PHOTO: Brothers Beer portfolio included venues at Onehunga Mall, City Works Depot and Orakei Bay Village. SUPPLIED
Auckland‘s Brothers Beer has voluntarily entered administration, attributing its financial challenges to the significant impact of Covid-19 lockdowns. Stephen White, the voluntary administrator from PwC, mentioned that the craft brewery and wholesale operation, which managed seven hospitality venues, experienced rapid growth, expanding from one outlet to six prior to the disruptions caused by Covid-19. Another venue opened shortly after the seventh one.
White expressed intentions to explore potential restructuring to stabilize the group’s finances and reposition the business for long-term sustainability. He acknowledged the well-established and respected reputation of the Brothers Beer brand within the industry and hoped to achieve a successful outcome, though the unfortunate closure of some hospitality outlets might be necessary.
With a staff of 70 and venues located in various areas including City Works Depot, Onehunga Mall, and Orakei Bay Village, Brothers Beer also supplied products to liquor stores and supermarkets. Despite the administration process, wholesale distribution would continue, and specific venues would remain open.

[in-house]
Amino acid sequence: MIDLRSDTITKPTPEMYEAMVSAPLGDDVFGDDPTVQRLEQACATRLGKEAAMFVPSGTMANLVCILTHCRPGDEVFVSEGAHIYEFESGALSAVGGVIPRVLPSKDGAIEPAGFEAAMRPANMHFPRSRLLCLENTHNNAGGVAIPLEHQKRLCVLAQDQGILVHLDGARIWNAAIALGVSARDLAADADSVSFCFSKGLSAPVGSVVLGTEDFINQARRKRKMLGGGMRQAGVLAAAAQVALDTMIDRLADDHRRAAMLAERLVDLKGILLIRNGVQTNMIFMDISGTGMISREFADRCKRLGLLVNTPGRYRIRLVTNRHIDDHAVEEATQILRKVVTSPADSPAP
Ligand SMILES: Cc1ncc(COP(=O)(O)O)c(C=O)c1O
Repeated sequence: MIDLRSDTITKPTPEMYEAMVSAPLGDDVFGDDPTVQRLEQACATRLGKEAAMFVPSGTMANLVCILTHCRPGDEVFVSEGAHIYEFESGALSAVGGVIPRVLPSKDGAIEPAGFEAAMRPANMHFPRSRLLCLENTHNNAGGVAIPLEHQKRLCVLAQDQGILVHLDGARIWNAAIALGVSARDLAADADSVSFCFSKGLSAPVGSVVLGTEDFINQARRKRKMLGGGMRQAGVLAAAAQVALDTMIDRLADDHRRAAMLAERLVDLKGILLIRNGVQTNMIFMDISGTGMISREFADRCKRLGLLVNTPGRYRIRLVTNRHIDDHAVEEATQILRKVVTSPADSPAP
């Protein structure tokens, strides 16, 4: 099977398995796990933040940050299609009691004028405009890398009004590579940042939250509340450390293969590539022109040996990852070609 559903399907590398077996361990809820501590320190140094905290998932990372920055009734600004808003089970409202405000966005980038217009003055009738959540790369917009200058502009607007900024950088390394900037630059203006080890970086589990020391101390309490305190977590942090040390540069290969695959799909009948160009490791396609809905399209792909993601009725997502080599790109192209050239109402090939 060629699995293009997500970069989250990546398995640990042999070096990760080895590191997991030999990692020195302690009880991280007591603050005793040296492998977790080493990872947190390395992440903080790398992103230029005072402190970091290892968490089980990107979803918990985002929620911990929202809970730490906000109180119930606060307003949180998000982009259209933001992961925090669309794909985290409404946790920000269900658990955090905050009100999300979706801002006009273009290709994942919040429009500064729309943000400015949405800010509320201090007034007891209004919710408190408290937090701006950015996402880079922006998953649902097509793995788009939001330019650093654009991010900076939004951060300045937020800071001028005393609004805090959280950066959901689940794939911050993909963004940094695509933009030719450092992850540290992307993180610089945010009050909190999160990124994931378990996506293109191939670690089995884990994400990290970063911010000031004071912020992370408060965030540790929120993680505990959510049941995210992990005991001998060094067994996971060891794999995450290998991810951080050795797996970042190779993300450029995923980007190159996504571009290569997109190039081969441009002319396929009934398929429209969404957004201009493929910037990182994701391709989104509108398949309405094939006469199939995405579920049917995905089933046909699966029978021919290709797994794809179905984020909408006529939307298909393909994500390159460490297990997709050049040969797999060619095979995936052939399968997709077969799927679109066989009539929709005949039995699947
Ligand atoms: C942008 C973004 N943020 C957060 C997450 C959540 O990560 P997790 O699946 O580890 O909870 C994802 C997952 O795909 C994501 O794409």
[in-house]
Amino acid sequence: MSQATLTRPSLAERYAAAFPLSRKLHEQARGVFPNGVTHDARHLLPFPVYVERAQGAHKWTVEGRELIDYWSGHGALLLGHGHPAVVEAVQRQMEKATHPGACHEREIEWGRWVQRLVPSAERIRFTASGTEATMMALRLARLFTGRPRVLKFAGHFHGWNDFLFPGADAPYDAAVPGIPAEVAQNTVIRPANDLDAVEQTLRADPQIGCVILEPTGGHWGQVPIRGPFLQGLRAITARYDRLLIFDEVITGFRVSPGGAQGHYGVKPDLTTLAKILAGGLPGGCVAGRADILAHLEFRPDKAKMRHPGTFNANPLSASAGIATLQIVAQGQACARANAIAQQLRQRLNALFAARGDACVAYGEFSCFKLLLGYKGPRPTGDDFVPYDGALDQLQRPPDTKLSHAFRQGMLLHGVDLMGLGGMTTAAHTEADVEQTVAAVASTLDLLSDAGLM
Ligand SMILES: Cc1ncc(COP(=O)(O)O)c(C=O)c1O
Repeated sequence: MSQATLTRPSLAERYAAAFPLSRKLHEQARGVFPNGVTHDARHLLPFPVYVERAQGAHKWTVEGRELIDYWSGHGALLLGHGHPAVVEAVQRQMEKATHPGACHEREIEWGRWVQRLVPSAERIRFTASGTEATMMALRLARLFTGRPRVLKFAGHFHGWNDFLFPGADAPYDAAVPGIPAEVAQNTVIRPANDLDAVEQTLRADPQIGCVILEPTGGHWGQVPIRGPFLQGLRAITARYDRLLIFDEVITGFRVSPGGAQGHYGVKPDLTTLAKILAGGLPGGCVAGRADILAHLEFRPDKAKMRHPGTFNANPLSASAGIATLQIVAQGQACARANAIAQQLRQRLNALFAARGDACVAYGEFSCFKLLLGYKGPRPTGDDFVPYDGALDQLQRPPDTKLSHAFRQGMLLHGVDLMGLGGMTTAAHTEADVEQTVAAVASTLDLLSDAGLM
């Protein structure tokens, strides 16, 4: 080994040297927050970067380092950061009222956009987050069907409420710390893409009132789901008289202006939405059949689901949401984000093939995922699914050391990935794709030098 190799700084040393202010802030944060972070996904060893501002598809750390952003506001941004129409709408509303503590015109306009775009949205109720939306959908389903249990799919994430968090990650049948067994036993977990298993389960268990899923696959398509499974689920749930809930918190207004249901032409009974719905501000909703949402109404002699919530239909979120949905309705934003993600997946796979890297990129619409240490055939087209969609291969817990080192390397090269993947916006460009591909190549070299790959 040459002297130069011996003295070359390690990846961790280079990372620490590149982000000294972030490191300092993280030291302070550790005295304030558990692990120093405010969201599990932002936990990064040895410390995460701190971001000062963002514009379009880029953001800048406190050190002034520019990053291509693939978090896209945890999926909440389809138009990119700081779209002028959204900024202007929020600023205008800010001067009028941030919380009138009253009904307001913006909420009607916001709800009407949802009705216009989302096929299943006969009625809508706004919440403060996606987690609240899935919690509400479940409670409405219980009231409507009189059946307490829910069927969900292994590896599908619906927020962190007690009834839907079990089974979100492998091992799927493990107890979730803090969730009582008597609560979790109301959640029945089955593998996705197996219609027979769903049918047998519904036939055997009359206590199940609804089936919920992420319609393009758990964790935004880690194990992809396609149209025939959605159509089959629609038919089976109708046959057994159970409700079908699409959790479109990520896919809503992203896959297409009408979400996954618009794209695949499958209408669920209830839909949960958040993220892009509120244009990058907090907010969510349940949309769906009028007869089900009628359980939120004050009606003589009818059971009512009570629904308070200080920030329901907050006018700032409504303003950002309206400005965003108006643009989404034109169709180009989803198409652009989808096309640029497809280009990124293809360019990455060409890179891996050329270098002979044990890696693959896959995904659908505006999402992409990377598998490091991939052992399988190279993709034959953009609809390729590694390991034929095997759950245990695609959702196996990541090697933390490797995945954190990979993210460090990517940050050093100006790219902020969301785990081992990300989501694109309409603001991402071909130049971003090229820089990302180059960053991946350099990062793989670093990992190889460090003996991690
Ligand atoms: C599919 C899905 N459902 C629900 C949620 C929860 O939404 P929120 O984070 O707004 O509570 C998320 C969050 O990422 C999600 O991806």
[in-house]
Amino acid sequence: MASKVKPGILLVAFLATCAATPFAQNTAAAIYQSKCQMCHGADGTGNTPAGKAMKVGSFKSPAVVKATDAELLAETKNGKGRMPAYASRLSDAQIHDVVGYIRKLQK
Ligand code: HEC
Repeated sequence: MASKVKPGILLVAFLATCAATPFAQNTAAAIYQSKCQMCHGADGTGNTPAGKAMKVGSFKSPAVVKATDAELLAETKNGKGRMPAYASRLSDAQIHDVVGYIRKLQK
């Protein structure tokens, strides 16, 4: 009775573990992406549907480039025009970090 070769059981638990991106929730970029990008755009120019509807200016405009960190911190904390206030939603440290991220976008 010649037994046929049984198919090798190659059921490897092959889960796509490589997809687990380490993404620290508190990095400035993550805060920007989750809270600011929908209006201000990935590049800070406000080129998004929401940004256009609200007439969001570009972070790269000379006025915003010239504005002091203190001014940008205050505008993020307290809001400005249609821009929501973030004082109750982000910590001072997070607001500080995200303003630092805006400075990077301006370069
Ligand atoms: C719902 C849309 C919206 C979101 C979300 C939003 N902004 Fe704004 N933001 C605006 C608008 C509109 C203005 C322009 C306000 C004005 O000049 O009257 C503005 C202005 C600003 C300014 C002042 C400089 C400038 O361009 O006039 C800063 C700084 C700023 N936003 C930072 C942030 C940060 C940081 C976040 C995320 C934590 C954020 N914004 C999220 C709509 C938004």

Aiming to propose a credible restructuring plan to creditors for voting within a month, White’s objective was to provide a more favorable outcome than liquidation. This development follows a pattern of financial difficulties experienced by craft beer brewers, facing challenges in meeting rising supply and operational costs.
Beer expert Luke Robertson, who owns Westport brewer Shortjaw, noted the industry’s significant challenges and described the current environment as one of the toughest in the past 15 years for beer production. He emphasized that this downturn, driven by rising costs, pandemic disruption, and reduced consumer spending, marked the industry’s first rough patch since 2010, and predicted that more craft beer brewers could face similar challenges.
Brothers Beer, founded in 2012 by Anthony Browne and brewer Andy Larsen, began as a small brewery and rapidly expanded, eventually establishing a larger facility in Mt Eden known as Juke Joint, boasting a 52,000 L capacity. This news comes shortly after Epic Brewing Company underwent liquidation and closed its Onehunga taproom.